In Borneo, hunting emerges as a key threat to endangered orangutans

Humans target the apes for food, or to prevent them from raiding crops, scientists say

orangutan mom and baby

COUNT DOWN  From 1999 to 2015, numbers of orangutans on the island of Borneo declined by nearly 150,000 individuals, a new study estimates.

Marc Ancrenaz

Orangutan numbers on the Southeast Asian island of Borneo plummeted from 1999 to 2015, more as a result of human hunting than habitat loss, an international research team finds.

Over those 16 years, Borneo’s orangutan population declined by about 148,500 individuals. A majority of those losses occurred in the intact or selectively logged forests where most orangutans live, primatologist Maria Voigt of the Max Planck Institute for Evolutionary Anthropology in Leipzig, Germany, and colleagues report February 15 in Current Biology.

“Orangutan killing is likely the number one threat to orangutans,” says study coauthor Serge Wich, a biologist and ecologist at Liverpool John Moores University in England. Humans hunt the forest-dwelling apes for food, or to prevent them from raiding crops, the investigators say. People also kill adult orangutans to steal their babies for the international pet trade.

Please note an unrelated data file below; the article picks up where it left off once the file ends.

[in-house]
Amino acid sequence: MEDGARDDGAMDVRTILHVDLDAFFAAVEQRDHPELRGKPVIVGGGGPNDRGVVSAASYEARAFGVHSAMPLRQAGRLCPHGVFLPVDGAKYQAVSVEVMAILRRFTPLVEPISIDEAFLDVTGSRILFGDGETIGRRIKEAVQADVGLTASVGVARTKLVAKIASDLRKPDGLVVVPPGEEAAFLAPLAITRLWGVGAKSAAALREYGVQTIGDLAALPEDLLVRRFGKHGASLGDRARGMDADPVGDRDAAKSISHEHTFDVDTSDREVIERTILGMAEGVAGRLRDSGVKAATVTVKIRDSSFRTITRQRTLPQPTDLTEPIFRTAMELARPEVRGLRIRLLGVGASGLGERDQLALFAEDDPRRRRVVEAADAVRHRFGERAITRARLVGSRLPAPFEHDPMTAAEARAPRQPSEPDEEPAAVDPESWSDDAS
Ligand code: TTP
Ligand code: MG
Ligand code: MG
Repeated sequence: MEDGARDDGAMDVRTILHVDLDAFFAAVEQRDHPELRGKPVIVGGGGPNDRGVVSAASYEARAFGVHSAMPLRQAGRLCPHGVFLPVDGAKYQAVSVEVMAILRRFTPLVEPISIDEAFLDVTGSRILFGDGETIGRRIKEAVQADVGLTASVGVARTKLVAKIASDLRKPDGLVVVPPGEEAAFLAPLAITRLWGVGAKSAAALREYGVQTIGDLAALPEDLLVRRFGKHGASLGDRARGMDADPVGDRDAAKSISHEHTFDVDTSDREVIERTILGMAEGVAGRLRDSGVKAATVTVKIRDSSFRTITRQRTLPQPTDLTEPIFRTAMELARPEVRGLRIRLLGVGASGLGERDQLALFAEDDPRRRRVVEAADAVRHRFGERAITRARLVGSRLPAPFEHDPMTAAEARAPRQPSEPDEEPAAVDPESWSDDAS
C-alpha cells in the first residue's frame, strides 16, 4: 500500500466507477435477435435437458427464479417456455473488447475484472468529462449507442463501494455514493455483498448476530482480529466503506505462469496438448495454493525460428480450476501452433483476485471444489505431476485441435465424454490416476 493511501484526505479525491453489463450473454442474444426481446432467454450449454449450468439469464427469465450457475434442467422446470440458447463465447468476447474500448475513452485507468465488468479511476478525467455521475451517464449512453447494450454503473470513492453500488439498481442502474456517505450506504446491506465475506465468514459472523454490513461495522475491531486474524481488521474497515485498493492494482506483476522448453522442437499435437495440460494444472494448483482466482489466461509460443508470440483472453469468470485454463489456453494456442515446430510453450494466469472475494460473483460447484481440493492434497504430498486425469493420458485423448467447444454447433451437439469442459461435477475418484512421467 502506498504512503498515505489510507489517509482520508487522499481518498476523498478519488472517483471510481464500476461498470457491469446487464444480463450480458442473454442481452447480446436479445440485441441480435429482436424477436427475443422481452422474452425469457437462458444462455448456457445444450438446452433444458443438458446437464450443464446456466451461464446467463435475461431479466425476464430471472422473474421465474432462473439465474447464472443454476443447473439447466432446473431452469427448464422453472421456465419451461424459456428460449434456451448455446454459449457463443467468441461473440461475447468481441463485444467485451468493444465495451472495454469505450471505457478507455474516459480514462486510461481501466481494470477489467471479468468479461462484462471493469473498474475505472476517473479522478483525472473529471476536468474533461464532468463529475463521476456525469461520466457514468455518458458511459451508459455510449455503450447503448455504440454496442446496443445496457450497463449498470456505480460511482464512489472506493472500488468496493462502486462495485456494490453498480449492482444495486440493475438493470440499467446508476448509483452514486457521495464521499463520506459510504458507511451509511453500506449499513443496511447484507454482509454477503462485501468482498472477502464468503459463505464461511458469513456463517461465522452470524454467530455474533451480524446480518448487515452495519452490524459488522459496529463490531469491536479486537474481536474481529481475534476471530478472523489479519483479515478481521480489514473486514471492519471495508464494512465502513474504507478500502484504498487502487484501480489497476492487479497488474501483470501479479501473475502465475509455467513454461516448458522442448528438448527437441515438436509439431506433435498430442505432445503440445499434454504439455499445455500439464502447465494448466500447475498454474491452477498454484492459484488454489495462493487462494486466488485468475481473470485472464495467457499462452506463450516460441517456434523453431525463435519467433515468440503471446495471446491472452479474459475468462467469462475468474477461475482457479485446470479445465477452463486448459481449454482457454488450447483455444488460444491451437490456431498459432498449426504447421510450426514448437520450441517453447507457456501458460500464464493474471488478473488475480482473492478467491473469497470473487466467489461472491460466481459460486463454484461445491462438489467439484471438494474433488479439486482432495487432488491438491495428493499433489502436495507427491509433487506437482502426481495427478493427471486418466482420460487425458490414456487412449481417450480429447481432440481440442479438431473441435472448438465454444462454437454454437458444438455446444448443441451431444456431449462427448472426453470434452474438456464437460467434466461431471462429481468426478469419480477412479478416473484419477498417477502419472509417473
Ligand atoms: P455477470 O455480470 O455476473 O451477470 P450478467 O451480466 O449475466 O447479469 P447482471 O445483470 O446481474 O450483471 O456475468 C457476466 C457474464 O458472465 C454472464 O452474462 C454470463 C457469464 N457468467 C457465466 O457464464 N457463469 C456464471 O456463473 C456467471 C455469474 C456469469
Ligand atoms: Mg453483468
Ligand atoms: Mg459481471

Between 70,000 and roughly 100,000 orangutans currently live on Borneo, Wich says. That’s substantially higher than previous population estimates. The new figures are based on the most extensive survey to date, using ground and air monitoring of orangutans’ tree nests. Orangutans live only on Borneo and the island of Sumatra and are endangered in both places.

Still, smaller orangutan populations in deforested areas of Borneo — due to logging or conversion to farm land — experienced the severest rates of decline, up to a 75 percent drop in one region.

Satellite data indicate that Borneo’s forest area has already declined by about 30 percent from 1973 to 2010. In the next 35 years, Voigt’s team calculates that further habitat destruction alone will lead to the loss of around 45,000 more of these apes. “Add hunting to that and it’s a lethal mix,” Wich says. But small groups of Bornean orangutans living in protected zones and selectively logged areas will likely avoid extinction, the researchers say.

Bruce Bower has written about the behavioral sciences for Science News since 1984. He writes about psychology, anthropology, archaeology and mental health issues.

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